August 15, 2012 - "If we don't raise the funds . . . they could come after our homes."
If the community doesn’t pay for the synthetic blue turf field behind them at Oxford stadium, these men will have to. Pictured (from left): Oxford football boosters Randy Reason, Dan D’Alessandro, Jim Reis and Ron Davis. Bill Keenist not pictured. Photo by Lance Farrell. (click for larger version)
Another wrinkle in the tale of the turf was revealed with these words when Oxford School Board Trustee Jim Reis went on television July 7 to give Oxford residents a glimpse of what's been swept under their famous blue rug.
Reis explained in a local TV news report how he, school board secretary William Keenist, Oxford Parks and Recreation Director Ron Davis and Oxford athletic boosters Randy Reason and Daniel D'Alessandro had promised to compensate AstroTurf should blue turf fundraising efforts come up short.
In the year since the deal was inked with AstroTurf, Reis and company have paid $100,000, leaving the five with an outstanding debt of $300,000. Payment is expected in about 15 days.
Reis and company are now calling on anybody "who believes in the turf project to make a donation" to help defray the costs they incurred. Donors who fork over $1,000 will see their names embossed on a brass plaque to be mounted near the blue turf.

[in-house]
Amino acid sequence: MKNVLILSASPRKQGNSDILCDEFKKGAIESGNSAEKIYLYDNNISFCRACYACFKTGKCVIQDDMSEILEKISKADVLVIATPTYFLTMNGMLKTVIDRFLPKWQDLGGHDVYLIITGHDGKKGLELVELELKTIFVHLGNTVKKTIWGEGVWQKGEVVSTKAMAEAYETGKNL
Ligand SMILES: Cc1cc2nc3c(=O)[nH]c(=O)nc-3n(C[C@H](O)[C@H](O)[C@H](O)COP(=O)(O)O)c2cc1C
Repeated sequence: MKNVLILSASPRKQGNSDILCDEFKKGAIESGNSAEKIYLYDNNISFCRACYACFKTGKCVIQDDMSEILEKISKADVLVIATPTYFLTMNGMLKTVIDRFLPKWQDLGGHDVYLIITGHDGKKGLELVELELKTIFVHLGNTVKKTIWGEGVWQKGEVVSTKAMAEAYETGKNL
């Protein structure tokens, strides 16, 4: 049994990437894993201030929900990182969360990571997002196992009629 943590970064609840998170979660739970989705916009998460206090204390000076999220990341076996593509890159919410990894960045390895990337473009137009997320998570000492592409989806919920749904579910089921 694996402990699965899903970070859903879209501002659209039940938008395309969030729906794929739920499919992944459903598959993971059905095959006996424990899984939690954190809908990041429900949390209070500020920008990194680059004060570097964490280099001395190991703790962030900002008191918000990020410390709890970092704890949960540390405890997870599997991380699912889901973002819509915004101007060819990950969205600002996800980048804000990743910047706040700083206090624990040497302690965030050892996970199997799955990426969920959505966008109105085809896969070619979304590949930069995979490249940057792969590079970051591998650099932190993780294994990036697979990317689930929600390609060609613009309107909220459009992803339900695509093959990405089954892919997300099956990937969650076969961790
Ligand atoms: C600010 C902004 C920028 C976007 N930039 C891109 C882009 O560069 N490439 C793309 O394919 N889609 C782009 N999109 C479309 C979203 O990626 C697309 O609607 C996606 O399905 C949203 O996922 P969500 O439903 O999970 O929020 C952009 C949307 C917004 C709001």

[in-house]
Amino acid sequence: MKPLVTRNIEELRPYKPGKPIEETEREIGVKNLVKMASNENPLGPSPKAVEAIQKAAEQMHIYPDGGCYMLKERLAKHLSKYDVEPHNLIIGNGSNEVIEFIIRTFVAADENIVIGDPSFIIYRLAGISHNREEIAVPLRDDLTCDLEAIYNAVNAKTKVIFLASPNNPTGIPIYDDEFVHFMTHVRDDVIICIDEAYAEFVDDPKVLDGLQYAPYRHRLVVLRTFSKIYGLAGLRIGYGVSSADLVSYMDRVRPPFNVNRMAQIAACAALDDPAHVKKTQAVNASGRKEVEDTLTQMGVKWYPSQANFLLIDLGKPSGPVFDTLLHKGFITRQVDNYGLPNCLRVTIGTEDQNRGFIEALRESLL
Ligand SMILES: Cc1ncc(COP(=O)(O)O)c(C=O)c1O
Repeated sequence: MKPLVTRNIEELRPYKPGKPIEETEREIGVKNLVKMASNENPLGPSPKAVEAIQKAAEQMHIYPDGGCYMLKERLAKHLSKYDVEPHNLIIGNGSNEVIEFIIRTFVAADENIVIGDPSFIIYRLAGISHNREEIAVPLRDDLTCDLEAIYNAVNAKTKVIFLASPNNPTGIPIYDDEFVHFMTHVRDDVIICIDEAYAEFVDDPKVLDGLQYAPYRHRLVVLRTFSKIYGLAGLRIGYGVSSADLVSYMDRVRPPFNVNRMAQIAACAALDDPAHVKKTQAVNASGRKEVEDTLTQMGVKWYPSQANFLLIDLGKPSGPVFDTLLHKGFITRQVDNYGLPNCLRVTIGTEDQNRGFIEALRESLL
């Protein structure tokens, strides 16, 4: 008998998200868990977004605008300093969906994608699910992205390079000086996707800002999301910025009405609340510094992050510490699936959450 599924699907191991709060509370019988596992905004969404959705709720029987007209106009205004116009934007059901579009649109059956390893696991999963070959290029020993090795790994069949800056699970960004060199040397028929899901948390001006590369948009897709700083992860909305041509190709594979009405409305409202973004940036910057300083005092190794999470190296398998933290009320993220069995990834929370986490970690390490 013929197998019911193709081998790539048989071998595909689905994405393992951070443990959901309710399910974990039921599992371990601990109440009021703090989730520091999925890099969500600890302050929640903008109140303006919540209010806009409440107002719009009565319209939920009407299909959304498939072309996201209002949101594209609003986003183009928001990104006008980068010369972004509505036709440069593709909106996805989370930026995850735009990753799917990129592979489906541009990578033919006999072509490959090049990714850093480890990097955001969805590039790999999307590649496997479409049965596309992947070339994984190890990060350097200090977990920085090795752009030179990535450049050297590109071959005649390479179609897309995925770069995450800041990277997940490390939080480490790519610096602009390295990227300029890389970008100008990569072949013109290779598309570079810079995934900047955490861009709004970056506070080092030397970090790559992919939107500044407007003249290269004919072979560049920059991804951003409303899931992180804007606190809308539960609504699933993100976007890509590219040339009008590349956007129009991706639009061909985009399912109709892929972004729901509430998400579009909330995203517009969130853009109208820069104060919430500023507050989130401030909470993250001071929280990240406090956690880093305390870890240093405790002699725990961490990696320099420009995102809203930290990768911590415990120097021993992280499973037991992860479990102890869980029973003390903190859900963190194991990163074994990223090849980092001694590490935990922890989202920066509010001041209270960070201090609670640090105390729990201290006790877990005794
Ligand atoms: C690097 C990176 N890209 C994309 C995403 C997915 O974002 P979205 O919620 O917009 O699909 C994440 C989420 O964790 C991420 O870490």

According to Superintendent Dr. William Skilling, there is also "a possibility that naming rights to the field could be included" with a donation, though "naming rights would not provide ownership or usage rights." Visit www.oxfordboosters.com for more information on donating to the turf project.
More and more donors are stepping forward, Reis said. On Aug. 21, the 24th Street Sports Tavern in Oxford will host a fundraiser from 4 - 9 p.m. Little Caesars Pizza has agreed to donate a percentage of their profits from sales on Aug. 28. McDonald's also plans to donate the majority of their day's sales on Sept. 18.
So how did Reis and company get to this point? "We were one of the last schools in Oakland County to get a synthetic turf field," Reis explained, "and . . . with all the expansion of every kind of program—lacrosse, soccer—you have to have turf." The reliance on traditional grass playing surfaces "totally limited the kind of opportunities we're trying to give," Reis insisted.
Athletic Director Mike Watson confirmed the increase in usage and lowered maintenance costs that Reis alluded to. Watson said there are "literally hundreds of uses more than there used to be." He's seen "more marching band practices out there, . . . entire seasons of JV soccer practices for boys and girls, whereas we didn't before." In Watson's estimation, since the turf has been installed "we're probably close to 500" uses; previously, the field only allowed 64 uses per year.
Compelled by this reasoning, the Oxford School Board began discussions about bringing turf to the district. Efforts to secure public funding for the blue turf were denied by voters in February 2009 and again in November of that year,. In light of this, private sources were sought for the rejected turf initiative.